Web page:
Shields says he was deep into meditation during that break, often feeling like he was “between two worlds.” He joined Primal Scream — the Scottish electronica-pop group led by Bobby Gillespie—as a touring guitarist in the late ’90s, but he neglected to use the tremolo effect that had gained him fame. It wasn’t until 2005, when Patti Smith approached him about a collaborative live musical project called The Coral Sea, did Shields begin to wield his instrument in his familiar fashion.
“I purposely didn’t use a tremolo the whole time I was Primal Scream because it’s something that really depends on me being fully in control,” Shields says. “And then, literally a day before I did the Patti Smith thing, I recorded live and I just started playing guitar the way I used to play it, and it was an amazing feeling. Really, Patti was the one who kind of kick started me back into doing my own thing.”
That resurgent feeling helped prompt the band once again into active status, as they resumed playing live in 2008 and began work on the long-gestating follow-up to Loveless. Despite the decades-long break, the diffuse lives of the band members and a changing musical landscape, Shields says he had no doubt that My Bloody Valentine would return to the fore.
“I always had about four or five tunes in my head that I had to make for another My Bloody Valentine record,” Shields says. “I was just singing them all the time — walking down the street, wherever. Around 2006, when I was remastering a bunch of our old music, we all kind of found ourselves sitting together in a pub by a weird coincidence. That’s when things really started to get moving. But I always knew we were going to play together again.”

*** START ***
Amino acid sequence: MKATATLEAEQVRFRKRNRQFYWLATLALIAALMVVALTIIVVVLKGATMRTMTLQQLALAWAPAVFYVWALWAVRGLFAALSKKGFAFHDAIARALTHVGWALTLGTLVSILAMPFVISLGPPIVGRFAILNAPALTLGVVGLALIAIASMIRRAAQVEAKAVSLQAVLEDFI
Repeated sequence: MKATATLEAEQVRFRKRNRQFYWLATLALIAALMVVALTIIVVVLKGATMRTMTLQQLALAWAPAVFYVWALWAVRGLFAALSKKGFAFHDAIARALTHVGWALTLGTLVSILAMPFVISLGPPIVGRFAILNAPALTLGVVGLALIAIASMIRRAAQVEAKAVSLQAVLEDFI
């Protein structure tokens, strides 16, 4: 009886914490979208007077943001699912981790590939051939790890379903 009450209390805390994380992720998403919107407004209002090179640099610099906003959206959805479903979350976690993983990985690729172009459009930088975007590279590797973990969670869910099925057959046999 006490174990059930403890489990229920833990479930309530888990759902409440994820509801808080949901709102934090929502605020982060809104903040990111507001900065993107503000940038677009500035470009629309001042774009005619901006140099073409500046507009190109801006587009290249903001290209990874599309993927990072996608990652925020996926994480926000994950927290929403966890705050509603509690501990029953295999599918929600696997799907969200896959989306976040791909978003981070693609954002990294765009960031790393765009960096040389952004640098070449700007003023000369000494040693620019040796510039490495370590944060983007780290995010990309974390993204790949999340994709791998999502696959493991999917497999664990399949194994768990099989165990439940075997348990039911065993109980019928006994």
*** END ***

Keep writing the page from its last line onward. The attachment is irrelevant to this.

Although the band is once more coming off a lengthy hiatus — it has been five years since they last performed live — fans can expect the same overwhelmingly loud renditions that have become a hallmark of My Bloody Valentine — particularly in America.
“I really enjoy touring The States,” says Shields. “Unlike Europe and Japan, there are no sound restrictions.”
Shields says the band now has around 10 new songs, which will be split up between the upcoming EPs and the next album, which could turn out to be an EP as well. He says the band will play as many as four of the new songs live (one of them already debuted during a performance at Robert Smith’s Meltdown Festival in London in June.) Shields says the first EP will likely be comprised of “warmer” and “nice and slow” songs, while the follow-up will contain “heavier” and “more messed and crazier” tracks.
Either way, he vows to put out music soon — knowing that the band has a history of delaying gratification for its enraptured audience.
“I want to be immediate,” Shields says. “We will be playing songs live in America that we haven’t even recorded before, which is a huge departure. I don’t know why — but I have this strong feeling of urgency — like these songs need to be heard now.”
My Bloody Valentine, Friday and Saturday, July 20-21, at the Fox Theater, 1807 Telegraph Ave., Oakland, $49.50-$69.50, foxoakland.com